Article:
“A dark

Illimitable ocean without bound

Without dimension where length, breadth and height

And time and place are lost”

Wrote Milton in his immortal poem perhaps, as some people would like to think, subconsciously referring to the vastness of space.

About eight decades ago it was not only not unusual but also fashionable for astronomers to refer frequently in their ar­ticles to what has now come to be known as “empty space”. The idea behind this concept was that as soon as one escaped the Earth’s atmosphere a few tens of miles above the surface of the planet, there was absolutely nothing out there. In other words, there was a total vacuum there with not even a single atom in sight. Thus, according to this theory, there was a complete void like the one that Milton had described in his “Paradise Lost” in several places. In his fascinating book ” Life itself” Nobel Laureate Crick has given a fantastic description of the vast emptiness of space by describing what an astronaut or a passenger would see from a space ship which goes into empty space, at the speed nearing the speed of light from the Earth. He would not see even a speck of dust

Although the idea of “empty space” had been disputed long before, the real credit for this has to go to a German astronomer who in 1904 first challenged the concept. He had been looking at the spectrum of the star Mintaka in Orion’s belt, when he noticed something very curious that previous Astronomers had overlooked.

Before we analyse the concept of “empty space” we may first have to get a correct picture about stellar spectra them­selves. Just as a telescope gathers light, a spectroscope does the reverse, “splitting” it up. When the light of the normal star is refracted through the spectroscope, it is split into bands of colour that are separated by dark lines. A spectrum formed by the light of the star carries the distinctive trademarks of the chemical elements that make up the star. Therefore when an astronomer sees true bright yellow lines close together in a characteristic position, he usually concludes that the stars contain the element ‘sodium’.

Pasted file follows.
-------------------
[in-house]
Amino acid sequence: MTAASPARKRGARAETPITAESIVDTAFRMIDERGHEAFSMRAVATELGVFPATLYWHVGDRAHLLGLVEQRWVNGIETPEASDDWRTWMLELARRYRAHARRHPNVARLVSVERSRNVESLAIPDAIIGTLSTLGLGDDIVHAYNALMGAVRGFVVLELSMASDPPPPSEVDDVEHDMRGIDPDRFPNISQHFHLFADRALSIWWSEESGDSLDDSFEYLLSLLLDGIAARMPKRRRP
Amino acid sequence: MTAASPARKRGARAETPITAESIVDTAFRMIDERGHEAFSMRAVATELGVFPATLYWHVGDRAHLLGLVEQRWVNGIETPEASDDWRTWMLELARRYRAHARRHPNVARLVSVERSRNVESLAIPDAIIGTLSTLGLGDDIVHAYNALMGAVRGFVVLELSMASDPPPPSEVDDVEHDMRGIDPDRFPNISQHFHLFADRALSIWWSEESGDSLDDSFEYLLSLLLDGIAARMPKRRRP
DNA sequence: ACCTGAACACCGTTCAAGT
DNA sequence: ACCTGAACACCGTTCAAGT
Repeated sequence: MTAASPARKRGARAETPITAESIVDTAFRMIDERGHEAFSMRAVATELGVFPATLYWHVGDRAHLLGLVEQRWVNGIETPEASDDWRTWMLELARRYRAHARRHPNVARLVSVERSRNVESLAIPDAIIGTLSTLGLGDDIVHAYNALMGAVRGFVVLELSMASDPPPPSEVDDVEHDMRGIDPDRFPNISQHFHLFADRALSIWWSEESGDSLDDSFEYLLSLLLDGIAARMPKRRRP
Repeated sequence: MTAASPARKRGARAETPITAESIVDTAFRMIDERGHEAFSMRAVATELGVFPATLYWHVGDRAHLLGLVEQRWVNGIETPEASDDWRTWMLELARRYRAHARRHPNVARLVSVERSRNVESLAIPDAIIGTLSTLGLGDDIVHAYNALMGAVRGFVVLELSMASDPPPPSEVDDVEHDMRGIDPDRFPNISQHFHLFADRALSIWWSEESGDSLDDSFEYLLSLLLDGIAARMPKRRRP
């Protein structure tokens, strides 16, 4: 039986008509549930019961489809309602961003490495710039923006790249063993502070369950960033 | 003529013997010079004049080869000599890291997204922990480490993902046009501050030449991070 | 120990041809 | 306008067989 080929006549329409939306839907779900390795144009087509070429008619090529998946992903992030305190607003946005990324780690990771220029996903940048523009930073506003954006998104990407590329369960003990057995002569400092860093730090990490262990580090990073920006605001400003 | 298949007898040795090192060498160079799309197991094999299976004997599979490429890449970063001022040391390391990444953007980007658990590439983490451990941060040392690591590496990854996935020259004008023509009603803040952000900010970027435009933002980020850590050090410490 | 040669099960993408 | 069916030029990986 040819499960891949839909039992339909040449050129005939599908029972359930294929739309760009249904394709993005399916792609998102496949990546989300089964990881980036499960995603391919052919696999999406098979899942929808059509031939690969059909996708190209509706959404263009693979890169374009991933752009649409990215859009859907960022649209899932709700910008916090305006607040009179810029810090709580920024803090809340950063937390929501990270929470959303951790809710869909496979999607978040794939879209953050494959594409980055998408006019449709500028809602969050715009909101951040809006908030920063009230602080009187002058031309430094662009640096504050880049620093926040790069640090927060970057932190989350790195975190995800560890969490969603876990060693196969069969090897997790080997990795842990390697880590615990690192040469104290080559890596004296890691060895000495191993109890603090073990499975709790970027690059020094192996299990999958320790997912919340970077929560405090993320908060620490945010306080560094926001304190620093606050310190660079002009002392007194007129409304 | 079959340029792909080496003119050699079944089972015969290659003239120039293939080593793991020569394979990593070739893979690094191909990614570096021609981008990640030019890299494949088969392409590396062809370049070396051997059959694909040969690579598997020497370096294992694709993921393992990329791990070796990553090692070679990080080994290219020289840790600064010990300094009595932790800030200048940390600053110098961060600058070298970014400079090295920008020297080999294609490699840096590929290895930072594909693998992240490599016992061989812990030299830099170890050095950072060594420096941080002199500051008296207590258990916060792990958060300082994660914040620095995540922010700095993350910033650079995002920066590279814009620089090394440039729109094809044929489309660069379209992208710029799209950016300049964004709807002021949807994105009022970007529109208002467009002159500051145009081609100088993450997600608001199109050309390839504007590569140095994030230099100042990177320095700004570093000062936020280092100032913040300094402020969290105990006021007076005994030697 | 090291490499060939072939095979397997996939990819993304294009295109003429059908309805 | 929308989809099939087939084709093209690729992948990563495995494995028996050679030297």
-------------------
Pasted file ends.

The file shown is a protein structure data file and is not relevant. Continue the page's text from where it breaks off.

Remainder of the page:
Let us now come to the Doppler effect named in honour of Christian Doppler the Austrian scientist who first gave the concept to the world in 1842. If a star is moving away from us, the wavelength of its light is slightly lengthened. All the lines in the spectrum are shifted over to the red or long wavelength’s region of the rainbow. However, if the star is moving towards us the shift is in the reverse direction to the blue i.e. the shortwave end. Another example would be the change in the pitch of the horn in a moving car. The pitch produced by the horn in a car moving away from us would be lower than it would be in a car moving towards us.

The German astronomer examined closely the dark lines in the spectrum of Mintaka and found that some of them did not exhibit the Doppler shift of the overall spectrum. The reason was obvious. The immovable lines did not belong to the star at all. Instead, they were caused by the clouds of the material in the space between the star and the Earth that absorbed some of the stellar light.